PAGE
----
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Bankruptcy basics in honor of Financial Literacy Month

There can be a significant amount of confusion and misunderstanding when it comes to handling debt. To clear some of the confusion, we will review some of the bankruptcy basics in honor of April being Financial Literacy Month.

When an individual in New Jersey seeks to stop the financial ruin caused by a large burden of debt through bankruptcy, he or she needs to understand the bankruptcy process and which chapter to file under. In order to understand if it is best to file for personal bankruptcy under Chapter 7 or Chapter 13, an individual will need to sit down with an attorney to discuss income, types of debt carried, any previous filings and the assets an individual owns.

A few months after filing under Chapter 7, qualifying individuals will see a discharge of all unsecured debt. However, many people do not qualify for Chapter 7, and must file a Chapter 13 bankruptcy which reorganizes debt so that unsecured debt can be wiped away while secured debt is repaid in a manageable plan spread over three to five years. For many, Chapter 13 is a better long-term solution that offers more protection for the assets most critical to an individual’s continued financial wellbeing.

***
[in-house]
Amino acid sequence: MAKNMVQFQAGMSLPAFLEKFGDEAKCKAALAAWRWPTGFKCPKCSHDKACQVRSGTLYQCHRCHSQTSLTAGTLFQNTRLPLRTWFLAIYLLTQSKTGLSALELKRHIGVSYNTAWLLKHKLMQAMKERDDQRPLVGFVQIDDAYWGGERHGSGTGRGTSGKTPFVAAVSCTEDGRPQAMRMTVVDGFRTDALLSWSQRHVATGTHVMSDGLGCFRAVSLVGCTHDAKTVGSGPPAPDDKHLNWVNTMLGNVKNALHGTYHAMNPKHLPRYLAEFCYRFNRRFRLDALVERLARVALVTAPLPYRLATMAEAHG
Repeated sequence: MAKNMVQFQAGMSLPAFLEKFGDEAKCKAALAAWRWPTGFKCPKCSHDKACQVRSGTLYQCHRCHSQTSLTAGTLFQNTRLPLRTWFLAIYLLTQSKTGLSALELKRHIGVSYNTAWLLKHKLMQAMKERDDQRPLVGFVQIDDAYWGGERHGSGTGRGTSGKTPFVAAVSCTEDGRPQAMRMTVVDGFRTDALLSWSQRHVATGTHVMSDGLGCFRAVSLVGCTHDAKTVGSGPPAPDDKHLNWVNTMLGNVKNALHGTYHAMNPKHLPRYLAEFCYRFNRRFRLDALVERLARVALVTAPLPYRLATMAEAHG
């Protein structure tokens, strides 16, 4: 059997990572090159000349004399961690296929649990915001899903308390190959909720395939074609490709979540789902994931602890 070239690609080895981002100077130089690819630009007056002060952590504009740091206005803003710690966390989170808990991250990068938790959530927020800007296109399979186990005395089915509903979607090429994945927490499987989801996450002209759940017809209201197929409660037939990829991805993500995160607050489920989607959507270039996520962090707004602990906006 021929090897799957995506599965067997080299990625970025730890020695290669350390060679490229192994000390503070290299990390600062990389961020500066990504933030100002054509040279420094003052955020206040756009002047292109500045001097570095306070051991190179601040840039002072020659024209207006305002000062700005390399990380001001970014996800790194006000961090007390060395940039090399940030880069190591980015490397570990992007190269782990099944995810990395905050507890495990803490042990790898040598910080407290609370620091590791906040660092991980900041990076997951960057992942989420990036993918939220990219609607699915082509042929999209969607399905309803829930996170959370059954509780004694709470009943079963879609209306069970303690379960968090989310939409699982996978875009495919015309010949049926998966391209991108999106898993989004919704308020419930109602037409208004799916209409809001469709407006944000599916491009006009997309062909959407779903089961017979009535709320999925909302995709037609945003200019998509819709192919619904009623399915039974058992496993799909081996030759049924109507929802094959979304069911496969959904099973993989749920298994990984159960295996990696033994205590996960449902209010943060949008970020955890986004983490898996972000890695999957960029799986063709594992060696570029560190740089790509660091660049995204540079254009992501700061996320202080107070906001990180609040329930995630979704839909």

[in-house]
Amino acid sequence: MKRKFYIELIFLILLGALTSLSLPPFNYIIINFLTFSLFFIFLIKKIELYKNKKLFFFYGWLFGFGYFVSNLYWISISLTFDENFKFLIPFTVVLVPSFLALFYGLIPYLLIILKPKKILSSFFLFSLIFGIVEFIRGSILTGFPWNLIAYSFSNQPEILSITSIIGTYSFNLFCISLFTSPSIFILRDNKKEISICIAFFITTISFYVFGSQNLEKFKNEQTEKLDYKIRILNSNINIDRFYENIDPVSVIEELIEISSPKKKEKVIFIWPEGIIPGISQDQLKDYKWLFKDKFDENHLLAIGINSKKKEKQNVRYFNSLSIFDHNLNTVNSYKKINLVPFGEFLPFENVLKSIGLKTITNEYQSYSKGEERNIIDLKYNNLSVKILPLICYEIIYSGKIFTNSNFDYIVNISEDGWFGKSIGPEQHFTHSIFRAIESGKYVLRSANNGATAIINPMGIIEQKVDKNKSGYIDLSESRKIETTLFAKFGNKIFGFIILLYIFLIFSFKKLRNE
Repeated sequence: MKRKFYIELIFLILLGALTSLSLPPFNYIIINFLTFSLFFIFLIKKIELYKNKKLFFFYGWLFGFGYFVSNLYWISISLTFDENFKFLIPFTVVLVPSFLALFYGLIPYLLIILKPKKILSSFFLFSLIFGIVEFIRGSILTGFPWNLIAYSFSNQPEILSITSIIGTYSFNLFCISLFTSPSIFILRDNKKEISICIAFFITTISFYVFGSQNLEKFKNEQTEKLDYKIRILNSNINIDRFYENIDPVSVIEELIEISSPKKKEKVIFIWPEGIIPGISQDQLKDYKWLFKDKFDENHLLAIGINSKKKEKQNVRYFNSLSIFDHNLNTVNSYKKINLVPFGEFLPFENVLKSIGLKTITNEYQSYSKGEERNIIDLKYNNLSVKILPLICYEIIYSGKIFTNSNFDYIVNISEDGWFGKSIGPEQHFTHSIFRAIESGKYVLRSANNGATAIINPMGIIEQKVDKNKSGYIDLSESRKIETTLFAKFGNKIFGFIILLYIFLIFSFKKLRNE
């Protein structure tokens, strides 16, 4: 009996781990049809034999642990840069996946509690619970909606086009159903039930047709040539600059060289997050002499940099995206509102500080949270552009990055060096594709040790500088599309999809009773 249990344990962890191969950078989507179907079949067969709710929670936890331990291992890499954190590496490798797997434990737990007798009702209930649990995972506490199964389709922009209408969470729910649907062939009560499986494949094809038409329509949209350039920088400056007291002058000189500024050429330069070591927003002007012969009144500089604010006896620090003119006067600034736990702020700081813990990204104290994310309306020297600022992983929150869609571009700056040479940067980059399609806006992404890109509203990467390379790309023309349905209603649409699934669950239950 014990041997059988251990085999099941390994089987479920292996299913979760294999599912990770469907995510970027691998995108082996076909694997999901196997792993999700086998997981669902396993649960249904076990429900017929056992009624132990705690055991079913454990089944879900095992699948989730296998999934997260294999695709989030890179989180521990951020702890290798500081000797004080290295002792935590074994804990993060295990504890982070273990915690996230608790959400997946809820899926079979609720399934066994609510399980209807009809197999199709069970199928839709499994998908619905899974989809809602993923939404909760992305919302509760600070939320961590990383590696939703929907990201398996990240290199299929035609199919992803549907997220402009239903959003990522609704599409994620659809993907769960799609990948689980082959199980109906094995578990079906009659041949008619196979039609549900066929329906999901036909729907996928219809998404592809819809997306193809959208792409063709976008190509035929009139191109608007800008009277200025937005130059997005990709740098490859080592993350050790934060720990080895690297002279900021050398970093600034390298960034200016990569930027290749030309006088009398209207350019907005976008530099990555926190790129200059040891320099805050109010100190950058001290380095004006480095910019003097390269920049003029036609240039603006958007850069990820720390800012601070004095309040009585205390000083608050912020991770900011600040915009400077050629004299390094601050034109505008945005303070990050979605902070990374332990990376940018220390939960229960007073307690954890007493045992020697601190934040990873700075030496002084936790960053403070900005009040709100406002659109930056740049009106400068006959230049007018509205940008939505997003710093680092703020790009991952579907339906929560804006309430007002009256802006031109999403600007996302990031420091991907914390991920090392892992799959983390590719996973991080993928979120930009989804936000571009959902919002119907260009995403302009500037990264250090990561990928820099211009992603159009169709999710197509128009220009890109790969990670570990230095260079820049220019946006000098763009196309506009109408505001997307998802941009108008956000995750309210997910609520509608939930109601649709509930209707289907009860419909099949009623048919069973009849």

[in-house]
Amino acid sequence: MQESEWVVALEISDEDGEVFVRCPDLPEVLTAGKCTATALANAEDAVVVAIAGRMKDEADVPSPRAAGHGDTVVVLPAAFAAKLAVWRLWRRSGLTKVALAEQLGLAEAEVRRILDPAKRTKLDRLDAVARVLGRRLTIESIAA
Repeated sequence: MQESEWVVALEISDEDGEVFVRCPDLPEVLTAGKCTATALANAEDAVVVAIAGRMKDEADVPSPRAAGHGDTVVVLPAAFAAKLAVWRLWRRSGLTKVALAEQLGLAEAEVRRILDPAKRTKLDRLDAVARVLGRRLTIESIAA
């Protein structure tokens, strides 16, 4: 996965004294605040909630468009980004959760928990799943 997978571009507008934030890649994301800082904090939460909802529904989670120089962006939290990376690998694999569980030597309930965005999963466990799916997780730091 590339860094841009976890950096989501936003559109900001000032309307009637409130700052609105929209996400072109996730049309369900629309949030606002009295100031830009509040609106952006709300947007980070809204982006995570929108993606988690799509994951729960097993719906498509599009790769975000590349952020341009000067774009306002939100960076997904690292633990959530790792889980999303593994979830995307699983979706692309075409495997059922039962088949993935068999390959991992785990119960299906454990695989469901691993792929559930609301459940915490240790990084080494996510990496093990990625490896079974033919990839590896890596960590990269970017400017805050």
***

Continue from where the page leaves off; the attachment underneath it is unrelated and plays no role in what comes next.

Understandably, consumers deciding to file for bankruptcy in New Jersey are looking to save as much money as possible in the process. Some individuals may be tempted to think that money can be saved by undertaking this process without experienced assistance. This is a huge risk. Without seeking the experience of a bankruptcy attorney, a filer risks making an error in the complicated process and then being dismissed. For most, this is a risk that cannot be afforded.

While bankruptcy can feel overwhelming, an attorney is invaluable in guiding an individual struggling with crippling debt to find a brighter financial future. No one should feel alone in their pursuit for financial health.

Source: myfoxphilly.com, “Know these bankruptcy facts before you file,” Andrew Housser, April 15, 2013

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